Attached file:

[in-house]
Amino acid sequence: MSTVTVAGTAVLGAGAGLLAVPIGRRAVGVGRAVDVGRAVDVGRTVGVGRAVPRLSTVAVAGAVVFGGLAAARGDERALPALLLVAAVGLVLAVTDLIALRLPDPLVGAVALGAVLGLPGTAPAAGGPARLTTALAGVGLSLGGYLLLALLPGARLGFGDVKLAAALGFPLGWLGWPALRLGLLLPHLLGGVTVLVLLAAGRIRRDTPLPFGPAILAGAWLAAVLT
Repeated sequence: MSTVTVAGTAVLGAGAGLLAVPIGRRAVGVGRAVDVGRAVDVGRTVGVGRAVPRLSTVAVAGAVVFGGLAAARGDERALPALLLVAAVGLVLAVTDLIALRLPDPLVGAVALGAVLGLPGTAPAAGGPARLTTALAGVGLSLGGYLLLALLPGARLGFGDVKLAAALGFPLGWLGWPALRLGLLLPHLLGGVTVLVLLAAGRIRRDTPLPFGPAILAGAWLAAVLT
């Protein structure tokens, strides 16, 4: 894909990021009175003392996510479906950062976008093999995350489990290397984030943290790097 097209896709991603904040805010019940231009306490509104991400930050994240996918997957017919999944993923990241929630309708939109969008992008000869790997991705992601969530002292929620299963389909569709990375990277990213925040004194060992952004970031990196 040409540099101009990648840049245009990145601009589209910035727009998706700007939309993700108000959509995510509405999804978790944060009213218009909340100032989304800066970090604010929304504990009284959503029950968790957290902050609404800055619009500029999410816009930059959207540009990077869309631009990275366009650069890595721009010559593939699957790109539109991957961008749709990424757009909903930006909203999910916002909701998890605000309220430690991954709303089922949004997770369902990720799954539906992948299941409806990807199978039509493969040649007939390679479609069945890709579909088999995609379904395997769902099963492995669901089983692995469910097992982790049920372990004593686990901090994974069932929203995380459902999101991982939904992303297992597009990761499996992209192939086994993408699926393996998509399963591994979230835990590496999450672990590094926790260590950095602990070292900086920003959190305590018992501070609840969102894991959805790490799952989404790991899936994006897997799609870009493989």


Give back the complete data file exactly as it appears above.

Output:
[in-house]
Amino acid sequence: MSTVTVAGTAVLGAGAGLLAVPIGRRAVGVGRAVDVGRAVDVGRTVGVGRAVPRLSTVAVAGAVVFGGLAAARGDERALPALLLVAAVGLVLAVTDLIALRLPDPLVGAVALGAVLGLPGTAPAAGGPARLTTALAGVGLSLGGYLLLALLPGARLGFGDVKLAAALGFPLGWLGWPALRLGLLLPHLLGGVTVLVLLAAGRIRRDTPLPFGPAILAGAWLAAVLT
Repeated sequence: MSTVTVAGTAVLGAGAGLLAVPIGRRAVGVGRAVDVGRAVDVGRTVGVGRAVPRLSTVAVAGAVVFGGLAAARGDERALPALLLVAAVGLVLAVTDLIALRLPDPLVGAVALGAVLGLPGTAPAAGGPARLTTALAGVGLSLGGYLLLALLPGARLGFGDVKLAAALGFPLGWLGWPALRLGLLLPHLLGGVTVLVLLAAGRIRRDTPLPFGPAILAGAWLAAVLT
């Protein structure tokens, strides 16, 4: 894909990021009175003392996510479906950062976008093999995350489990290397984030943290790097 097209896709991603904040805010019940231009306490509104991400930050994240996918997957017919999944993923990241929630309708939109969008992008000869790997991705992601969530002292929620299963389909569709990375990277990213925040004194060992952004970031990196 040409540099101009990648840049245009990145601009589209910035727009998706700007939309993700108000959509995510509405999804978790944060009213218009909340100032989304800066970090604010929304504990009284959503029950968790957290902050609404800055619009500029999410816009930059959207540009990077869309631009990275366009650069890595721009010559593939699957790109539109991957961008749709990424757009909903930006909203999910916002909701998890605000309220430690991954709303089922949004997770369902990720799954539906992948299941409806990807199978039509493969040649007939390679479609069945890709579909088999995609379904395997769902099963492995669901089983692995469910097992982790049920372990004593686990901090994974069932929203995380459902999101991982939904992303297992597009990761499996992209192939086994993408699926393996998509399963591994979230835990590496999450672990590094926790260590950095602990070292900086920003959190305590018992501070609840969102894991959805790490799952989404790991899936994006897997799609870009493989």